British govt’s delayed Muslim Brotherhood report slammed

Peter Harrison
Peter Harrison - Al Arabiya News
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A report by the British government that was expected to say the Muslim Brotherhood should not be classified as a terrorist organization - and remains unpublished a year after it was first due - has been slammed as unhelpful and a potential contributor to the ongoing stigmatization of Muslims.

Prime Minister David Cameron most recently pulled the report on March 15 this year, hours before it was due to be published, to avert a row with key allies in the Middle East and North Africa (MENA).

He said the report should be released alongside the then-coalition government’s new counter-extremism strategy.

However, the UK general election saw issues in the MENA region take a back seat, as politicians instead debated immigration and the country’s position in Europe.

In May, Al Arabiya News asked the prime minister’s office when the report was likely to be released. A spokeswoman responded: “In due course.”

Last week, when Cameron made his much-anticipated speech on extremism in the UK, some commentators said that would be the perfect time to release the report.

However, a Downing Street spokeswoman told Al Arabiya News: “The government’s position has not changed on this - the report will be released in due course.”

The review - which has been led by Sir John Jenkins, the British ambassador to Saudi Arabia - is understood to have concluded that the Brotherhood should not be banned as a terror organization, but instead urged to be more transparent about its links and operations involving mosques and charities.

Critics of the report say it should never have been commissioned in its current form. Chris Doyle, director of the Council for Arab-British Understanding, told Al Arabiya News: “I have always said the whole commissioning of the report was done in a very cack-handed fashion. It shouldn’t have been a prime ministerial authorized report. It should’ve been done by another body. It should’ve been depoliticized.”

He said Cameron’s speech last week addressing his five-year strategy to fight extremism in Britain overshadowed the report into the Brotherhood.

Doyle said he did not believe the report had reached any conclusions that suggested the Brotherhood posed a threat to Britain, but he added that the findings did not suggest the organization had a clean bill of health.

He said if there had been genuine concern of a threat posed to the UK, an investigation would have probably been carried out privately. As such, the existing report became little more than a “public relations exercise.”

The report, which was requested by Cameron, was researched by Sir John and presented in July last year after three months of research.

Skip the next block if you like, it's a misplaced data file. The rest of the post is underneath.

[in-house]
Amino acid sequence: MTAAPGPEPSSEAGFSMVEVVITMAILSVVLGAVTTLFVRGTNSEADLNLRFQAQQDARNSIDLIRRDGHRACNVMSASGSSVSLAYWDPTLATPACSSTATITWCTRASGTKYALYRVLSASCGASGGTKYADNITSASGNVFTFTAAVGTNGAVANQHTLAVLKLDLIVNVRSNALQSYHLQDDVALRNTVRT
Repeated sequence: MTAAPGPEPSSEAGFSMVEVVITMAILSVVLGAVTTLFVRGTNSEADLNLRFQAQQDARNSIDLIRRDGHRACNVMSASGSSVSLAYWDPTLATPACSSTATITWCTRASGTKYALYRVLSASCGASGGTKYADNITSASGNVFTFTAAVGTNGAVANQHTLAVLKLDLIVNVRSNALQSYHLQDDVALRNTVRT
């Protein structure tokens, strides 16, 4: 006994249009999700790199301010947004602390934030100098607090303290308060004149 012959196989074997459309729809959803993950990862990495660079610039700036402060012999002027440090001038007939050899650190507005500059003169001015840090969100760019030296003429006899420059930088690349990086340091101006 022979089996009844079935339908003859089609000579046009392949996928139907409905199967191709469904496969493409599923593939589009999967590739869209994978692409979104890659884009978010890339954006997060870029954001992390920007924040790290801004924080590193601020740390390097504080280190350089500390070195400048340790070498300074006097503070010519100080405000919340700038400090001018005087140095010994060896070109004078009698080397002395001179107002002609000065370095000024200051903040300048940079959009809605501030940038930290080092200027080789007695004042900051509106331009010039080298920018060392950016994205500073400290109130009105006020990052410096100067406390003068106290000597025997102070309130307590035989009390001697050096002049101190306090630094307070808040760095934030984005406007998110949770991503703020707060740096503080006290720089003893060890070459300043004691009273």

Brotherhood rule ended in Egypt with the overthrow of President Mohammad Mursi in 2013, in a military coup led by Abdel Fattah al-Sisi. Mursi was later arrested and now faces execution.

Saudi Arabia, Egypt and the United Arab Emirates (UAE) have banned the Brotherhood, which they consider a terrorist organization.

However, the movement has support from Qatar and Turkey, where some of its senior members fled in 2013.
Doyle said the report now puts the UK government in an uneasy situation - whatever the conclusions, valued allies would have been unhappy with the outcome.

His comments echo those of former British Foreign Secretary Sir Malcolm Rifkind, who told The Independent that he attributed the delay to “diplomatic problems” over the conclusions.

Sir Malcolm said in March: “We have a large number of friendly governments who are bitterly opposed to the Muslim Brotherhood and others who take the opposite view. There must have been some quite complicated considerations that have had to be taken into account. They should have known about those considerations.”

However, Doyle said there were other implications posed by such a report that would be far wider-reaching for the Muslim population in Britain.

He said: “If it isn’t about security, what was the purpose of the report? It stigmatizes the community and creates that level of sentiment among British Muslims that they’re permanently under scrutiny, permanently seen as a Trojan horse, which doesn’t help the prime minister in the long run.”

Successive Downing Street spokespeople have declined to comment further on the report other than to say it will eventually be released.

Mohamed Ghanem of the Brotherhood-affiliated World Media Services, said there was “no political agenda behind the Muslim Brotherhood in the UK,” adding that it operated as a charitable promoter for Islam in a “peaceful way.”

Ghanem said the British people “are tolerant and accept everyone, but we have to distinguish between the general feeling and the political lobbies and the media.”

He added: “I’d like to see the report, but I’d like to say to those from the political side, ‘why did you order this in the first place?’ If you order the report... you should let the people know about it. If you ask for it to gain information and maybe learn something, you should let the report be seen.”

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